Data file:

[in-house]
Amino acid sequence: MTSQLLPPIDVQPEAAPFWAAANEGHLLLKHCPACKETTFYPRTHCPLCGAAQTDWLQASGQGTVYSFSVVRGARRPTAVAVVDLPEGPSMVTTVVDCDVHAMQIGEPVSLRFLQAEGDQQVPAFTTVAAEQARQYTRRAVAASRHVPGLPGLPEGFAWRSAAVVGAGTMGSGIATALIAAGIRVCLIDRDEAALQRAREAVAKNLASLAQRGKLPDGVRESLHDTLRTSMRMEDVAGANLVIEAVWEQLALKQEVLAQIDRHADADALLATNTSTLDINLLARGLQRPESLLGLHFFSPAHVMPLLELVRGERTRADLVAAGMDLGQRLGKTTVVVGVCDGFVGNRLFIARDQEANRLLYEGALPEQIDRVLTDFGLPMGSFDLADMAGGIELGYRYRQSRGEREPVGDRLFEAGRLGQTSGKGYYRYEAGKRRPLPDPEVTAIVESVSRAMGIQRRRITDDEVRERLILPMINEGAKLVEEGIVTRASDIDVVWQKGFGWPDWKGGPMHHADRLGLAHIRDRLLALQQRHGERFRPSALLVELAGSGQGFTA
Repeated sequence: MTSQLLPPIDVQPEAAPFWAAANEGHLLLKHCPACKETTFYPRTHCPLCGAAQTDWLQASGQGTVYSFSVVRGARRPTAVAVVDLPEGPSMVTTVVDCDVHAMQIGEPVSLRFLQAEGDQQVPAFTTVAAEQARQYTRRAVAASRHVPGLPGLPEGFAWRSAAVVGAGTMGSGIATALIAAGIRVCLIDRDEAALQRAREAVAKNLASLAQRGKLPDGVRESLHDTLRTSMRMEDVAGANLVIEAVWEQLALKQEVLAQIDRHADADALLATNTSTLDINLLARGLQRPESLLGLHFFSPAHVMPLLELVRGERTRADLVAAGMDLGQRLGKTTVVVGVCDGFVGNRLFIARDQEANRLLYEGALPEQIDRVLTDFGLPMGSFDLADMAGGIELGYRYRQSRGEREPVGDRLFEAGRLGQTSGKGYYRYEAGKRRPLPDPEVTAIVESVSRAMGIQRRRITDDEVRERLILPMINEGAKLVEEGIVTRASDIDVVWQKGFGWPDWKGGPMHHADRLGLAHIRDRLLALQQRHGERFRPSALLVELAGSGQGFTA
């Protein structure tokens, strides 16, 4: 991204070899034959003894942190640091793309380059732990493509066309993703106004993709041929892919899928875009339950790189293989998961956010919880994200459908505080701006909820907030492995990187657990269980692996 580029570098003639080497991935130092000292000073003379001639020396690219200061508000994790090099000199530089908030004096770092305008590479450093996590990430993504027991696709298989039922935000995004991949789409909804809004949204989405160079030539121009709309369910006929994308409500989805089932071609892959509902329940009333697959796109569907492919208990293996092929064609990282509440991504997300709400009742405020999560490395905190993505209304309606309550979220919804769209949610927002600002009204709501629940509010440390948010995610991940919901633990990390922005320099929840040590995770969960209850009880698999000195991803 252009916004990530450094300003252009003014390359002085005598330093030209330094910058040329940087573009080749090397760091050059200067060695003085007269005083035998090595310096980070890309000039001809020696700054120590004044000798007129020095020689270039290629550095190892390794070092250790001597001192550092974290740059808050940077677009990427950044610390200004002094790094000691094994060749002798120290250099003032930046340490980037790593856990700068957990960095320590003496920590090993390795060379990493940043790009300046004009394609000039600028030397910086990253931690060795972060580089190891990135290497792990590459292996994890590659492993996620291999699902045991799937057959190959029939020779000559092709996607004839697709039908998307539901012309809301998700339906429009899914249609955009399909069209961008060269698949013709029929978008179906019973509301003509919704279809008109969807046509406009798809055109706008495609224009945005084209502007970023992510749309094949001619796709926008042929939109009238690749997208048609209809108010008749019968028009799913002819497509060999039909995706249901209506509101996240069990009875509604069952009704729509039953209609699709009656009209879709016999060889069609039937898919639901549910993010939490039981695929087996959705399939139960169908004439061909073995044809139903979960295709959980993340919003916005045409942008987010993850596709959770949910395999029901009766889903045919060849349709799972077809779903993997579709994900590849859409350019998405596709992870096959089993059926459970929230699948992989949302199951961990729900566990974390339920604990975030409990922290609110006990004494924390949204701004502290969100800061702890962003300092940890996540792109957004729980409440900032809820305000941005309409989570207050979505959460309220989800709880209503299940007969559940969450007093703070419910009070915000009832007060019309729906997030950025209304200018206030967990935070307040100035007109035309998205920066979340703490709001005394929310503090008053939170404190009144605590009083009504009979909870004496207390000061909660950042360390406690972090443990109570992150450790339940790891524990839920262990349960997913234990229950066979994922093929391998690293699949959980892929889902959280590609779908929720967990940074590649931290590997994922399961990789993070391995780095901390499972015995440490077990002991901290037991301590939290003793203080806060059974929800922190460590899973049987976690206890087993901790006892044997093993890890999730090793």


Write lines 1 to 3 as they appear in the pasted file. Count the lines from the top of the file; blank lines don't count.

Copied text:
[in-house]
Amino acid sequence: MTSQLLPPIDVQPEAAPFWAAANEGHLLLKHCPACKETTFYPRTHCPLCGAAQTDWLQASGQGTVYSFSVVRGARRPTAVAVVDLPEGPSMVTTVVDCDVHAMQIGEPVSLRFLQAEGDQQVPAFTTVAAEQARQYTRRAVAASRHVPGLPGLPEGFAWRSAAVVGAGTMGSGIATALIAAGIRVCLIDRDEAALQRAREAVAKNLASLAQRGKLPDGVRESLHDTLRTSMRMEDVAGANLVIEAVWEQLALKQEVLAQIDRHADADALLATNTSTLDINLLARGLQRPESLLGLHFFSPAHVMPLLELVRGERTRADLVAAGMDLGQRLGKTTVVVGVCDGFVGNRLFIARDQEANRLLYEGALPEQIDRVLTDFGLPMGSFDLADMAGGIELGYRYRQSRGEREPVGDRLFEAGRLGQTSGKGYYRYEAGKRRPLPDPEVTAIVESVSRAMGIQRRRITDDEVRERLILPMINEGAKLVEEGIVTRASDIDVVWQKGFGWPDWKGGPMHHADRLGLAHIRDRLLALQQRHGERFRPSALLVELAGSGQGFTA
Repeated sequence: MTSQLLPPIDVQPEAAPFWAAANEGHLLLKHCPACKETTFYPRTHCPLCGAAQTDWLQASGQGTVYSFSVVRGARRPTAVAVVDLPEGPSMVTTVVDCDVHAMQIGEPVSLRFLQAEGDQQVPAFTTVAAEQARQYTRRAVAASRHVPGLPGLPEGFAWRSAAVVGAGTMGSGIATALIAAGIRVCLIDRDEAALQRAREAVAKNLASLAQRGKLPDGVRESLHDTLRTSMRMEDVAGANLVIEAVWEQLALKQEVLAQIDRHADADALLATNTSTLDINLLARGLQRPESLLGLHFFSPAHVMPLLELVRGERTRADLVAAGMDLGQRLGKTTVVVGVCDGFVGNRLFIARDQEANRLLYEGALPEQIDRVLTDFGLPMGSFDLADMAGGIELGYRYRQSRGEREPVGDRLFEAGRLGQTSGKGYYRYEAGKRRPLPDPEVTAIVESVSRAMGIQRRRITDDEVRERLILPMINEGAKLVEEGIVTRASDIDVVWQKGFGWPDWKGGPMHHADRLGLAHIRDRLLALQQRHGERFRPSALLVELAGSGQGFTA